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Switching Careers: Architecture to Tech

whiplashartic

Hi all! As the title suggests, is there anyone out there who jumped ship from architecture to tech? what was your journey like? 

After 4.5 years of professional experience, I realized that I love design, but not architecture. I thought that if I worked for a firm that I like, has great work and great benefits, that it would change my feelings about being an architect. I've come to accept that I don't think architecture is for me. However, what I do love about architecture is being able to think critically and designing solutions. I've always been really interested in learning how to code and seeing how my skills can translate in other facets of design. Thoughts on Web Development? Product Design? UX Design? I'm thinking of joining a bootcamp and I would love to have more insight from anyone who has made this career switch!

 
Aug 12, 22 3:15 pm

You're going to need a degree in the areas you're interested in

I don't think you'll have much success in getting work with just  boot camp type training. 

Aug 12, 22 3:56 pm  · 
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Now if you're doing the boot camp to see if you'd like any of those areas . . . that could be a good idea.

Aug 12, 22 4:08 pm  · 
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SneakyPete

My good friend left architecture and did a boot camp, got a job in tech immediately thereafter. It certainly wasn't with Apple or Google or whatever, but it's possible to jump over there without another degree or the punishing financial and time investments required.

Aug 12, 22 4:41 pm  · 
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How is the long term stability and growth looking for your friend?

Aug 12, 22 5:05 pm  · 
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SneakyPete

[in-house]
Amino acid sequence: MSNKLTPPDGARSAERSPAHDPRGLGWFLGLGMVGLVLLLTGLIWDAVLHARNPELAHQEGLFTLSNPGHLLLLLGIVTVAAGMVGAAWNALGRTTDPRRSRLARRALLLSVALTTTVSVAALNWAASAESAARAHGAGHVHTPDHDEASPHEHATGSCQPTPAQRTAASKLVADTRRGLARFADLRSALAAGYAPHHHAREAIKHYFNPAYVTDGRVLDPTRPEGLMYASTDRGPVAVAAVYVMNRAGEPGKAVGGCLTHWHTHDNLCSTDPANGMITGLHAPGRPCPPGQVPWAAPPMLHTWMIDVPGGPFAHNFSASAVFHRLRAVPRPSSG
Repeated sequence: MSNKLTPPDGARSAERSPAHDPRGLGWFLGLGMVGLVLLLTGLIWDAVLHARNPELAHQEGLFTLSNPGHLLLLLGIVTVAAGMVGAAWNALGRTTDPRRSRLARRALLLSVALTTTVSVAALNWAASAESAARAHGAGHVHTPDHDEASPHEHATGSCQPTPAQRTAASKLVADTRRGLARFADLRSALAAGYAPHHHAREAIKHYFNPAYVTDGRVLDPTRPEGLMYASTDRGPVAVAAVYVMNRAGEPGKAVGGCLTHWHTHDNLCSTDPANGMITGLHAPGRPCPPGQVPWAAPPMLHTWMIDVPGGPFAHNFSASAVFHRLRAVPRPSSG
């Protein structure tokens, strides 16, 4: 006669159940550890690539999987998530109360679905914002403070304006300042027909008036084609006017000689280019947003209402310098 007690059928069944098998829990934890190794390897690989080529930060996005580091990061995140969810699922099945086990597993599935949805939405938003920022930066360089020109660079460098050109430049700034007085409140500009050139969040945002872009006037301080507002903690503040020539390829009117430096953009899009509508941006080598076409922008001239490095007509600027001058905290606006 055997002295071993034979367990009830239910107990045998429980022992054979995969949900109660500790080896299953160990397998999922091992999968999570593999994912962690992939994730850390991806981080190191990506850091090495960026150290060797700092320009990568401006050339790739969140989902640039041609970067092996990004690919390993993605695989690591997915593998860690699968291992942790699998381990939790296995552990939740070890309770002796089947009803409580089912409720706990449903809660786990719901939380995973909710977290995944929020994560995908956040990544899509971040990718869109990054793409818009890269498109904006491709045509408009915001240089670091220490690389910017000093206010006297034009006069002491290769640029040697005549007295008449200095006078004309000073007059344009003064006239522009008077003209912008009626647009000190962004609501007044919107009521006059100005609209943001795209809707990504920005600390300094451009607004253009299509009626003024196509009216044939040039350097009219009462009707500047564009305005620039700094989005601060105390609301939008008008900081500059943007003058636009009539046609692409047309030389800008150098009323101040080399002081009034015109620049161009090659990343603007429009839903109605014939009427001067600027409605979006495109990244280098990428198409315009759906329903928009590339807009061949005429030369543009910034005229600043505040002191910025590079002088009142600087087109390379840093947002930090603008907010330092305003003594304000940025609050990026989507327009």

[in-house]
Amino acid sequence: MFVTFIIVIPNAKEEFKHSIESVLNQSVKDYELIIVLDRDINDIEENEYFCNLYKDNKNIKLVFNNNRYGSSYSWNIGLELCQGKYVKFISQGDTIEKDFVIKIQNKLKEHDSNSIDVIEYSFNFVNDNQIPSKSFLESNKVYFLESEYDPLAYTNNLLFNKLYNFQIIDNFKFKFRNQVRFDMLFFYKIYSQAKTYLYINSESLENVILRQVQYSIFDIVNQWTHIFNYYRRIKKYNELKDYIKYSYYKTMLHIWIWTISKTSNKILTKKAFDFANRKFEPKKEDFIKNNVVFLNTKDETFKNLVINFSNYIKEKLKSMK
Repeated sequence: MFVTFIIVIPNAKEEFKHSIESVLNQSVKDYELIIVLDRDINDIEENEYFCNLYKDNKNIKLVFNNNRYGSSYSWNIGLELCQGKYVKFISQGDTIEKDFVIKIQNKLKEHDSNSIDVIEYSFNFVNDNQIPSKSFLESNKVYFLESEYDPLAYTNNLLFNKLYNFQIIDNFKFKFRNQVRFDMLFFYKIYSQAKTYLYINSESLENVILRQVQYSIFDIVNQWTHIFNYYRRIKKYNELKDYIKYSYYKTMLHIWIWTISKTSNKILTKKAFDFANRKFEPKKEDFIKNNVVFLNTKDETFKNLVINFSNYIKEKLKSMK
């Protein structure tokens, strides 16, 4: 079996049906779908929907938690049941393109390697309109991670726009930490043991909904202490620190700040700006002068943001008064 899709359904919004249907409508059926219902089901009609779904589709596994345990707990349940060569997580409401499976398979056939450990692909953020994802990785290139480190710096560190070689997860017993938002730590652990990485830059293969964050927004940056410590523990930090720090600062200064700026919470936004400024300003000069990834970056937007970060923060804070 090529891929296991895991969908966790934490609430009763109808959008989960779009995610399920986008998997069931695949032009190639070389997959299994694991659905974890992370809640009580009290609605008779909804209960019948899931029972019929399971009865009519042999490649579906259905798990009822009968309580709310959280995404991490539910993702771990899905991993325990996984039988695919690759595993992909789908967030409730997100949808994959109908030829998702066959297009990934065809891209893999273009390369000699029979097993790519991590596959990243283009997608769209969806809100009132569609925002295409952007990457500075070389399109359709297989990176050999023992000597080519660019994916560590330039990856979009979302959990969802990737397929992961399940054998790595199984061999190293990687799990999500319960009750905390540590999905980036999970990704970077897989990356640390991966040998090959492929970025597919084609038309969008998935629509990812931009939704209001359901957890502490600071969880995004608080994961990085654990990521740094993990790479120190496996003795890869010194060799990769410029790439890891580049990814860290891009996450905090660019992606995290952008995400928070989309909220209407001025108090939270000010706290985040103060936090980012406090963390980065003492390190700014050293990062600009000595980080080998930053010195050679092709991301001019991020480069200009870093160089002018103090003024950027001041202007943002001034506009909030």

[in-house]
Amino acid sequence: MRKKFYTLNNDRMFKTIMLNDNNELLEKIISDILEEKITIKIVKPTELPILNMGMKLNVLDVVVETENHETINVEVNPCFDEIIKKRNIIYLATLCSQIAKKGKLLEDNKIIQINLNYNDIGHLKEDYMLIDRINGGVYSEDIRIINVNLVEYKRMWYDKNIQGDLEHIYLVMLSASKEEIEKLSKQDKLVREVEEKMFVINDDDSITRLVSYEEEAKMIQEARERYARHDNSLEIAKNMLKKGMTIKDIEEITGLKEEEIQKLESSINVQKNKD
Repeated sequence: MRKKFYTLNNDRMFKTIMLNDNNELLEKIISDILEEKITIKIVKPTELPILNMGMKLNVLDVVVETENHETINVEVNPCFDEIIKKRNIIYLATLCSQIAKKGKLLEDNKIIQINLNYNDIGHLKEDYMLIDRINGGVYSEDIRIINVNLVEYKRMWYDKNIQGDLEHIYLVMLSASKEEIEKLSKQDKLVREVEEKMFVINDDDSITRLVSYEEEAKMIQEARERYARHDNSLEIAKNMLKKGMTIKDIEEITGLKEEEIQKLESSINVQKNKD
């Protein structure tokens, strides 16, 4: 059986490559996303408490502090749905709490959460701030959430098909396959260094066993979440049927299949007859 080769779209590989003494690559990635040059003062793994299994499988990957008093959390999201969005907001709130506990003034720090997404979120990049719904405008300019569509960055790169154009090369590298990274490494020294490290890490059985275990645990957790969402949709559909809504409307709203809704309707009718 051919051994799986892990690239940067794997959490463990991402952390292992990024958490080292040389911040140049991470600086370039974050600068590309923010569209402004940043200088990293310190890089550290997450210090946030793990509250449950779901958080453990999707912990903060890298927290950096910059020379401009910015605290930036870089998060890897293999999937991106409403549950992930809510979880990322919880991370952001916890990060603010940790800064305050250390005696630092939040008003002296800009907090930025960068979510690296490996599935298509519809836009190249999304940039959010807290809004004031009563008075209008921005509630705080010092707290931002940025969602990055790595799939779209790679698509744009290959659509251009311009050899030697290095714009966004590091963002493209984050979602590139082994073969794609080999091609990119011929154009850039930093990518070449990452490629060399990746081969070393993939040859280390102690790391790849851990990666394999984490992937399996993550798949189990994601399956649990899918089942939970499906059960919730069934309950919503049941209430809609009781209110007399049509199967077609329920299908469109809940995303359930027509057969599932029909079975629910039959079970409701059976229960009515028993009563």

Aside from the regret of making the jump? Seems pretty solid.

Aug 12, 22 6:42 pm  · 
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przemula

Absolutely last thing you need in tech industry is a degree. I have few friends who made the jump, one is product designer, another one UI/UX, then another is strictly UX. I myself prototyped few apps & did little bit of coding when I was laid off in 2020, and I think it's a cool option but ultimately not for me. Do the bootcamp, create a portfolio and hit the market - do not go to any school for that, that would be waste of time & resources.

Aug 15, 22 5:33 pm  · 
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przemula

PS. Not to mention that my brother has been in that industry for over 15 years & went through a lot of roles, from web developer to software engineer, etc. Large corporations to small start ups, and have never been asked about a degree (he graduated from mathematics in foreign country). It's good to have any type of degree and architecture will definitely make good impression. I just realized that another 2-3 of my college friends also moved to IT, so I know probably 5-6 people that did that, and all follow the same path: did the bootcamp or some tutorials, made the portfolio and started applying.

Aug 15, 22 5:48 pm  · 
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przemula wrote:

"Absolutely last thing you need in tech industry is a degree."

Correct.  Although your 'friends' already had a degree in architecture so . . . For IT / corporate type work it's rather helpful to have a degree.  

Aug 15, 22 6:59 pm  · 
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starkkitect

Same thoughts here.

But no one really seemed to care to give much insight towards this.

Aug 12, 22 3:57 pm  · 
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gual

You do not need a degree. You might need to work at a less-than-ideal first job, maybe a low pay-long hours startup thing for a year or two but after that you can jump around. I worked in tech and arch and for lifestyle reasons was going to go right back into tech but ended up in a computational designer role. That is also an option but they are fragile roles (get laid off quickly) if you are attached to an arch firm. The better roles are attached to eng firms etc, which will require you to have real programming chops.

Aug 12, 22 4:30 pm  · 
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Archinect

Archinect's Working out of the Box interviews architects that have found success it other fields, including many that moved into tech. 

Aug 12, 22 5:22 pm  · 
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zonker

w/o a lot of depth of knowledge of systems architecture, a boot camp will set you up for quick obsolescence, without further study, you will get laid off and nobody will hire you until you recycle yourself with the latest knowledge. It's like Architecture, similar academic sequence of classes for depth of knowledge, not some python bootcamp - I used to be in tech, then went into architecture - give it a go, you can at the very least, take your computer science bootcamp training and go into computational design with Dynamo and Grasshopper - thats what I'm doing

Aug 13, 22 5:28 pm  · 
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